Marketing is too important to be left to the marketing department.
Several years ago, I started my first day as a new temp job as a receptionist for a Japanese automotive company in Metro Detroit. The learning curve was huge — my work experience at that point was limited to child care and fast food. This was my first “big girl” job, and I wanted to be great — even though I knew it was “temporary.” I had to learn who worked in what department and what paperwork and phone calls went where.
But one thing was noticeably missing: a Marketing Department.
I brought this to my superior’s attention, wondering out loud if the marketing was handled from the corporate office in Japan, when he said something that stuck with me: “There is no marketing department. Marketing is everyone’s job.”
Marketing is everyone’s job.
After nearly a year working there, that is what stuck with me. It stuck with me when I left that job to take a job in a marketing department for an architecture firm. It stuck with me when I changed my college major to marketing. It stuck with me when I decided to start my own company and focused my business on marketing. It sticks with me today as I coach start-up businesses or help businesses in crisis — marketing isn’t just the job of a single department — it is everyone’s job.
There has been a lot of coverage across the internet about the importance of having the right business values and mission statements. One thing that seems to astound me is the lack of marketing goals company-wide in these statements. When a company builds this idea into the basis of their company, everyone owns it. When it’s shown more than it is said, the company is successful.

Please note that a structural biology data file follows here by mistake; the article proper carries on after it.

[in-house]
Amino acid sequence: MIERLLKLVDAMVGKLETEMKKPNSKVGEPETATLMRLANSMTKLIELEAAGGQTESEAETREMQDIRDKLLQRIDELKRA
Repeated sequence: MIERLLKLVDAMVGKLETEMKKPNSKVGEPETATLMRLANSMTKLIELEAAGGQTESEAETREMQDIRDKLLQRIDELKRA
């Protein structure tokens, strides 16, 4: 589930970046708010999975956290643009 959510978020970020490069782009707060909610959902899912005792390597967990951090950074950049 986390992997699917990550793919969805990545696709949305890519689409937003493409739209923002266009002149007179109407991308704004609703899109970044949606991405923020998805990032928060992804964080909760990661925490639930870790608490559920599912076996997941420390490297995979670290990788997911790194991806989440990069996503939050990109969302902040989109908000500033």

In today’s world, where buyers have made 60% of their decision prior to talking to a sales representative, businesses need to be more aware of how their company is perceived. If a potential client finds out about your company from a file clerk, you want their experience to be positive enough that they consider your company. When they Google you and come across the VP’s LinkedIn page, you want them to feel the company. Your Twitter postings should fit the values, mission, and marketing plan. This idea is less about marketing to your customers, and more about building brand recognition through every employee.
How do we move forward?
Marketing departments are still necessary for developing and implementing the marketing plans for the success of the company. Web, print, social media, trade shows, networking — all of these are still vital for a company to succeed, but the voice of the company, the culture, the persona recognition — these should be owned by everyone.
How do you incorporate marketing in your company?
Would you consider taking a holistic approach to marketing?
This article was originally posted on LinkedIn on August 12th, 2014.
Connect with me on LinkedIn: https://www.linkedin.com/in/nicoleroyer